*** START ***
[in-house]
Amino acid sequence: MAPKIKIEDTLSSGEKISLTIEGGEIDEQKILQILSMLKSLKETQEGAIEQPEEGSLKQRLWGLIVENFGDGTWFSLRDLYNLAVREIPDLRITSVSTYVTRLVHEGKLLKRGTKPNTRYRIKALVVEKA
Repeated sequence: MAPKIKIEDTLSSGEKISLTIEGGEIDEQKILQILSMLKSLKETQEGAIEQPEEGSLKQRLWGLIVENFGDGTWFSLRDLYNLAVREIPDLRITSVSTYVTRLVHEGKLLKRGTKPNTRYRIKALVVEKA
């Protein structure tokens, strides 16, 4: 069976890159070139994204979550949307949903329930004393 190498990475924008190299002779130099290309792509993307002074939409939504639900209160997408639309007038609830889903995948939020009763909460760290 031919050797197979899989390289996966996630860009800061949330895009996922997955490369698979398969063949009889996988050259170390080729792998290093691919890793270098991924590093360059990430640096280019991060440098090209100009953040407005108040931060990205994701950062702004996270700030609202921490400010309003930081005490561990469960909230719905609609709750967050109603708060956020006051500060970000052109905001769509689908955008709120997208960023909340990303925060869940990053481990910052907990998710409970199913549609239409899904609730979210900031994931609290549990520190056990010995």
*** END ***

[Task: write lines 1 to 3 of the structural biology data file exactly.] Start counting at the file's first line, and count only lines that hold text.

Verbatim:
[in-house]
Amino acid sequence: MAPKIKIEDTLSSGEKISLTIEGGEIDEQKILQILSMLKSLKETQEGAIEQPEEGSLKQRLWGLIVENFGDGTWFSLRDLYNLAVREIPDLRITSVSTYVTRLVHEGKLLKRGTKPNTRYRIKALVVEKA
Repeated sequence: MAPKIKIEDTLSSGEKISLTIEGGEIDEQKILQILSMLKSLKETQEGAIEQPEEGSLKQRLWGLIVENFGDGTWFSLRDLYNLAVREIPDLRITSVSTYVTRLVHEGKLLKRGTKPNTRYRIKALVVEKA